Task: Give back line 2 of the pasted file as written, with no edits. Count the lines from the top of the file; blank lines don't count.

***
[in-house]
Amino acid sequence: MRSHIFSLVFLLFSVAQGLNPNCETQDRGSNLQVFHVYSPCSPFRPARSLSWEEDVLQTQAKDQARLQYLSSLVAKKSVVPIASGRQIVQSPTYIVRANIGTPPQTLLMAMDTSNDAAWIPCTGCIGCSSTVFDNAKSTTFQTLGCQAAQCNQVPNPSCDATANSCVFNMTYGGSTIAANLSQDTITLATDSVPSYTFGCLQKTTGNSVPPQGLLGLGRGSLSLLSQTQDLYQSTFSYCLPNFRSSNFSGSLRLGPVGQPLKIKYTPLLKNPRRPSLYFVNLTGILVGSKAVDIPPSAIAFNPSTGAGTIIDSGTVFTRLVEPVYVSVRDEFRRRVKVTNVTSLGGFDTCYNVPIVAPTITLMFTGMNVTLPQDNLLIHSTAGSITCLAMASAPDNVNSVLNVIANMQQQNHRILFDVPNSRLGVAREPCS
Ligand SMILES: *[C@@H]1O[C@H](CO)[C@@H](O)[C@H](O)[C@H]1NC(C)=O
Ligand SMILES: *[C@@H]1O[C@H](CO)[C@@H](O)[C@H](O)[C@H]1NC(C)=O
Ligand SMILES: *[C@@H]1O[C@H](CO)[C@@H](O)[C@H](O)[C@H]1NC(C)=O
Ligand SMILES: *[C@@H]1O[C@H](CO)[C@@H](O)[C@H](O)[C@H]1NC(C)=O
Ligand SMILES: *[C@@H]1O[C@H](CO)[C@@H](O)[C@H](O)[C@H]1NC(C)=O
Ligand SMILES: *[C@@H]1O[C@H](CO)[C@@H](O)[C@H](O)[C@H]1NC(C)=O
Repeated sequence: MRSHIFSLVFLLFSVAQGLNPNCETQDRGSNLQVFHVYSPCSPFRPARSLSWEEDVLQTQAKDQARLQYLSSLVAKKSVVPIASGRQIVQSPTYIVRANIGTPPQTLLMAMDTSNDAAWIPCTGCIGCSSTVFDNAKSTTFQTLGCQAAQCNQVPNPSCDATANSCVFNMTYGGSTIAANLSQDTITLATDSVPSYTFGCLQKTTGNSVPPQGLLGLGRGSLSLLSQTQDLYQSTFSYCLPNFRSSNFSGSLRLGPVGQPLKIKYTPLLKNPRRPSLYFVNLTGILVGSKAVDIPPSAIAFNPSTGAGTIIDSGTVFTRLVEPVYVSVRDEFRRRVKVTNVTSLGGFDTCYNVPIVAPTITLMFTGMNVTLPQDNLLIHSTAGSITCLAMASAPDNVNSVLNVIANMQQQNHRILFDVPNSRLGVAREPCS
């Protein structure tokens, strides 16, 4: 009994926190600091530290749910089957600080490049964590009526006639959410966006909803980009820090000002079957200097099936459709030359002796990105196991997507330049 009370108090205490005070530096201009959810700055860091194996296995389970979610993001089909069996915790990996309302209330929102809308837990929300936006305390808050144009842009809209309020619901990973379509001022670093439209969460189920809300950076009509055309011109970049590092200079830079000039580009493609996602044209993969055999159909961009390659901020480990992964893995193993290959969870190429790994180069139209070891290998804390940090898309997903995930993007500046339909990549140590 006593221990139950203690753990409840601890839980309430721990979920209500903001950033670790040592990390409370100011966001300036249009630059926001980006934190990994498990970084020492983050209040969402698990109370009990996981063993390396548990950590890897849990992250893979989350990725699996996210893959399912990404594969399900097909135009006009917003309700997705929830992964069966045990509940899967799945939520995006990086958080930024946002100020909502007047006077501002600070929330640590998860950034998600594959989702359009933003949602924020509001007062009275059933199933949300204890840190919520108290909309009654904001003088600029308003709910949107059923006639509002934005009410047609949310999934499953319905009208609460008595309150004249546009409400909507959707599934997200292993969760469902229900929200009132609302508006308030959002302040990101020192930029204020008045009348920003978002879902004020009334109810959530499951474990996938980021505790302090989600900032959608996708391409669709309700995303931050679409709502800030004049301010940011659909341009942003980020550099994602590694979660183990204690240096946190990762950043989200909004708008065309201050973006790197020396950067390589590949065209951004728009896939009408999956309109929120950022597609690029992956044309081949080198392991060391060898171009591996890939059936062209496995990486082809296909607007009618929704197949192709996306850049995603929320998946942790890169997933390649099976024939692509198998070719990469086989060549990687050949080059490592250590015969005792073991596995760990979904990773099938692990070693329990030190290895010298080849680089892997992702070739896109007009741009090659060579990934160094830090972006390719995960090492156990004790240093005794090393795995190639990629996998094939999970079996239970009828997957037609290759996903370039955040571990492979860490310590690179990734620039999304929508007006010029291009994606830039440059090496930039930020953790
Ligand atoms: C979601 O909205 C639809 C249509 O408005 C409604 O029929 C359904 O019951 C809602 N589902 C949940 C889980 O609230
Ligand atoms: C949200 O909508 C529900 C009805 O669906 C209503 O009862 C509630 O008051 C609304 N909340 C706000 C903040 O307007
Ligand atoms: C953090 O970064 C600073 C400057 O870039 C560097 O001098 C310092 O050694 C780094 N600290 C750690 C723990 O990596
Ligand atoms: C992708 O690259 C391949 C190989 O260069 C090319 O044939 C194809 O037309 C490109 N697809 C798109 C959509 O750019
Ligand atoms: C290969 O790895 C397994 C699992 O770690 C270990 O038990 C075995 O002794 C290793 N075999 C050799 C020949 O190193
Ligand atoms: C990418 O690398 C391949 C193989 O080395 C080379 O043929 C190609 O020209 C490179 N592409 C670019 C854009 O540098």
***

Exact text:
Amino acid sequence: MRSHIFSLVFLLFSVAQGLNPNCETQDRGSNLQVFHVYSPCSPFRPARSLSWEEDVLQTQAKDQARLQYLSSLVAKKSVVPIASGRQIVQSPTYIVRANIGTPPQTLLMAMDTSNDAAWIPCTGCIGCSSTVFDNAKSTTFQTLGCQAAQCNQVPNPSCDATANSCVFNMTYGGSTIAANLSQDTITLATDSVPSYTFGCLQKTTGNSVPPQGLLGLGRGSLSLLSQTQDLYQSTFSYCLPNFRSSNFSGSLRLGPVGQPLKIKYTPLLKNPRRPSLYFVNLTGILVGSKAVDIPPSAIAFNPSTGAGTIIDSGTVFTRLVEPVYVSVRDEFRRRVKVTNVTSLGGFDTCYNVPIVAPTITLMFTGMNVTLPQDNLLIHSTAGSITCLAMASAPDNVNSVLNVIANMQQQNHRILFDVPNSRLGVAREPCS